The Surest Path

Khayr al-Din

in Modernist Islam, 1840-1940

Published in print September 2002 | ISBN: 9780195154672
Published online November 2007 |
 The Surest Path

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Khayr al-Din al-Tunisi (Tunisia, 18221890) was a prominent reformer and effective statesman. Khayr al-Din was a Circassian who was enslaved and sold to a notable in Turkey, where he spent seventeen years before being brought to the court of the Tunisian ruler. Still a teenager, he studied in the ruler's palace and then joined the Bardo Military School, where he received Arabic and Islamic education and learned modern military sciences. Khayr al-Din's remarkable talents facilitated his ascendance to the premiership of Tunisia (18731877) and of the Ottoman Empire (18781879). He was the main inspiration behind the promulgation of a constitution and the establishment of a parliament in Tunisia in 1860, which he headed. As Tunisia's prime minister, he introduced influential financial, administrative, agricultural, and educational reforms. He founded the Sadiqiyya School in 1875, whose combination of Islamic and modern education produced much of the elite that later struggled for Tunisian independence from the French. His tenure as Grand Vizier of the Ottoman Empire was brief, lasting only eight months, and constrained by the autocratic tendencies of the sultan. After his dismissal, Khayr al-Din went into retirement in Istanbul. His major written work, the book excerpted here, contained Khayr al-Din's political visions and his program of reform. He advanced strong arguments for the acquisition of Western institutions, values, and practices that he considered compatible with the Islamic sharia, prime among them the concept of liberty. Khayr al-Din argued that liberty, both personal and political, is crucial for peace and prosperity.1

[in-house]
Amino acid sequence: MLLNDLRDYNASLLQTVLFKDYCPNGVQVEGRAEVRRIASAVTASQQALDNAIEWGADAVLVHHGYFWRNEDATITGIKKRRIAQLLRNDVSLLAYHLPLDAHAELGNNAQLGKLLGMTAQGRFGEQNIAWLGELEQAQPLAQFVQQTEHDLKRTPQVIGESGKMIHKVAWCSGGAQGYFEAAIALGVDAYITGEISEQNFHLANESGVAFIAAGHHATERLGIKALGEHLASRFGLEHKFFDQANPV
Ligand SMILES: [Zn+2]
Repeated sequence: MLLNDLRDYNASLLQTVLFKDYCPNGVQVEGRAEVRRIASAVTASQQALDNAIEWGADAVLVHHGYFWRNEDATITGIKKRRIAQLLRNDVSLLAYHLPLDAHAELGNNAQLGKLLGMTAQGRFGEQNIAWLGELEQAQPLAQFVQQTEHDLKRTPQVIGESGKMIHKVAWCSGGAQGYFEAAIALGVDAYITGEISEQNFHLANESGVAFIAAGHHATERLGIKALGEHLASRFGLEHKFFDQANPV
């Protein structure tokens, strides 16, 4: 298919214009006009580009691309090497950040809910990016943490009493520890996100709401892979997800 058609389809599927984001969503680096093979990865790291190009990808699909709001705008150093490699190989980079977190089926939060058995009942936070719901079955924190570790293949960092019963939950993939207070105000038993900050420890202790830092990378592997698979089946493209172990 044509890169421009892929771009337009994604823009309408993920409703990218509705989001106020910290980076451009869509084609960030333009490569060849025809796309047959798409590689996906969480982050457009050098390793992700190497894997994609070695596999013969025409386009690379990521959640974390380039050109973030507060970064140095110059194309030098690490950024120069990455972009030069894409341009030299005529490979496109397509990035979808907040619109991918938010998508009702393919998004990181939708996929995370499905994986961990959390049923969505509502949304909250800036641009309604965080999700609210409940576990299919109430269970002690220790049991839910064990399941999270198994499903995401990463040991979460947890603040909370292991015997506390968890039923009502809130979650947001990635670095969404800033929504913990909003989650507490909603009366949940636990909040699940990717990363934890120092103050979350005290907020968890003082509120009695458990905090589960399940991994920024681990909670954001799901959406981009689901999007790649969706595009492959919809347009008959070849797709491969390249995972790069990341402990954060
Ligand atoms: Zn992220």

Chapter.  8225 words. 

Subjects: Society and Culture ; Islam

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